On April 28, a super-magnetized stellar remnant referred to as a magnetar blasted out a simultaneous mixture of X-ray & radio signals never observed before. The flare-up included the first Fast Radio Rurst (FRB) ever seen from within our Milky Way galaxy and shows that magnetars can produce these mysterious & powerful radio blasts earlier only seen in other galaxies.
“Before this event, a good sort of scenarios could explain the origin of FRBs” said Chris Bochenek, a doctoral student in astrophysics at Caltech who led one study of the radio event. “While there should be exciting twists in the story of FRBs in the future. For me, right now, I think it’s fair to mention that the most FRBs come from magnetars until proven otherwise.”Neuron
A magnetar is a sort of isolated neuron star, the crushed city-size remains of a star repeatedly more massive than our Sun. What makes a magnetar so-special is its intense magnetic field. The magnetic field are often 10 trillion times stronger than a refrigerator magnet’s & up to thousand times stronger than a typical neutron star. This represents a huge storehouse of energy that astronomers suspect powers magnetar outbursts.
The X-ray portion of the synchronous bursts was detected by several satellites including NASA’s Wind mission.
The radio component was discovered by Canadian Hydrogen Intensity Mapping Experiment (CHIME), a radio telescope located at Dominion Radio Astrophysical Observatory in British Columbia and led by McGill University in Montreal, the University of British Columbia & University of Toronto.
A NASA funded project named Survey for Transient Astronomical radio wave 2 (STARE2) also detected the radio burst seen by CHIME. Consisting of a trio of detectors in California & Utah and operated by Caltech and in Southern California, STARE 2 is led by Bochenek, Shri Kulkarni at Caltech & Konstantin Belov at JPL. They determined the burst’s energy was like FRBs.
By the time these bursts occurred, astronomers had monitoring their source for more than half a day.
Late on April 27, NASA’s Neil Gehrels Swift Observatory spotted a new round-of-activity from a magnetar called SGR 1935+2154 (SGR 1935 for short) located in the constellation Vulpecula. It had been the object’s most prolific flare-up yet, a storm of rapid-fire X-ray bursts, each lasting less than a second. The storm which raged for hours was picked up at various times by Swift, NASA’s Fermi Gamma Ray Space Telescope & NASA’s star Interior Composition Explorer (NICER), an X-ray telescope mounted on the International space Station (ISS).
About 13 hours after the storm subsided, the magnetar was out of view for Swift, Fermi & NICER, one special X-ray burst erupted. The blast was seen by the European Space Agency’s INTEGRAL mission, China National Space Administration’s Huiyan X-ray satellite & Russian Konus instrument on Wind. Because the half-second-long X-ray burst flared, CHIME & STARE2 detected the radio burst, which lasted only a thousandth of a second.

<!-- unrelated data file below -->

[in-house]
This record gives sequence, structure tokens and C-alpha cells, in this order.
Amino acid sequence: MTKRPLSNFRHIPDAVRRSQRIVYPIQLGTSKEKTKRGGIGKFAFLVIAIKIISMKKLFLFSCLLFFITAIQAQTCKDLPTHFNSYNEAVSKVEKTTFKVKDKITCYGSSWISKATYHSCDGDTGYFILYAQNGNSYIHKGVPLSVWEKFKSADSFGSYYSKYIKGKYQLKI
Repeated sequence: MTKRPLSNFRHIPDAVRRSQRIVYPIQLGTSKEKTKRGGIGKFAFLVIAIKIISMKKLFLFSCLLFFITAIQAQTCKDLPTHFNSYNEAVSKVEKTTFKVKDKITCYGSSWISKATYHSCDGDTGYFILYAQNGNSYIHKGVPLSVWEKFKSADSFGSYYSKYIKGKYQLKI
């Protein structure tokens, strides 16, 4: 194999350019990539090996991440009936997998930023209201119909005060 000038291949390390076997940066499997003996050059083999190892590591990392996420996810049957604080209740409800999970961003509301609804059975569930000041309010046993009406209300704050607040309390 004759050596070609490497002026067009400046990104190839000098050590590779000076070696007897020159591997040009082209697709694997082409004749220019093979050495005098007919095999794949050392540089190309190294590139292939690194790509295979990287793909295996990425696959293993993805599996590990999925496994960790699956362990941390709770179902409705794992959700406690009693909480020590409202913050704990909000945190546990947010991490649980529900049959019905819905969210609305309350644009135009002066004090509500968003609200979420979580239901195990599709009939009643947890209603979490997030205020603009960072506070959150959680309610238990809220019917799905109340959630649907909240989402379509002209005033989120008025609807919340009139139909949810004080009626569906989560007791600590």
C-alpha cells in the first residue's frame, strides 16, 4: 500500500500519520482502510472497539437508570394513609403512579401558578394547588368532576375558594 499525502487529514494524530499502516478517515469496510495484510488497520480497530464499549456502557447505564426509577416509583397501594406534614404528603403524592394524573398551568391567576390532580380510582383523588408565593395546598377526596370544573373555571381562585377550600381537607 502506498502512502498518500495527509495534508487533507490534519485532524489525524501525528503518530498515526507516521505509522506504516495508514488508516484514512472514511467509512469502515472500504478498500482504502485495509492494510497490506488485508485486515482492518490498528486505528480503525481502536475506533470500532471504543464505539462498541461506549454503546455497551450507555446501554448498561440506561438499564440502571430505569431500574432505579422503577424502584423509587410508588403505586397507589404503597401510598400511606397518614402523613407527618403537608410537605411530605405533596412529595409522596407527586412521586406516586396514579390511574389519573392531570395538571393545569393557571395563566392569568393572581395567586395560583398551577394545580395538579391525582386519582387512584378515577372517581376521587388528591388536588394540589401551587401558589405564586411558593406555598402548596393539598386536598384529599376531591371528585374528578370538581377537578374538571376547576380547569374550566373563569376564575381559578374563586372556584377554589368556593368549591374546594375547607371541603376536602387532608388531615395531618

“The radio burst was far brighter than anything we had seen before, so we immediately knew it had been an exciting event” said Paul Scholz, a researcher at the University of Toronto’s Dunlap Institute for Astronomy & Astrophysics and also a member of the CHIME/FRB Collaboration. “We’ve studied magnetars in our galaxy for many years, while FRBs are an extragalactic phenomenon whose origins are still a mystery. This event shows-that the 2 phenomena are likely connected.”
Papers from both the CHIME/FRB Collaboration & the STARE2 team were published on November 4 in the journal ‘Nature’.
SGR 1935’s distance remains poorly established with estimates starting from 14,000-41,000 light years. Assuming it lies at the nearer end of this range, the X-ray portion of the simultaneous bursts carried the great amount energy as our Sun produces over a month. Intriguingly however, it had been not as powerful as a few of the flares in the magnetar’s storm eruption.
“The bursts seen by NICER & Fermi during the storm are clearly different in their spectral characteristics from the one associated to the radio blast” said George Younes, a researcher at Washington University in Washington & the lead author of two papers analyzing the burst storm that are now undergoing peer review. “We attribute this difference to the location of the X-ray flare on the star’s surface with the FRB-associated burst likely occurring at or on the brink of the magnetic pole. This might be key to understanding the origin of the exceptional radio signal.”
SGR 1935’s radio burst was thousands of times brighter than any radio emissions from magnetars in our galaxy. If this event had occurred in another galaxy, it might be indistinguishable from a number of the weaker FRBs observed.
In addition, the radio pulse arrived during an X-ray burst, something that has never-before been seen in association with FRBs. Taken together, the observations strongly suggest that SGR 1935 produced the Milky Way’s equivalent of an FRB, which mean that magnetars in other galaxies likely produce at least few of these signals.
For ironclad proof of the magnetar connection, researchers ideally would really like to seek out an FRB outside of our galaxy that coincides with an X-ray burst from a same source. This combination may only be possible for nearby galaxies, which is why CHIME, STARE2 & NASA’s high-energy satellites will keep watching the skies.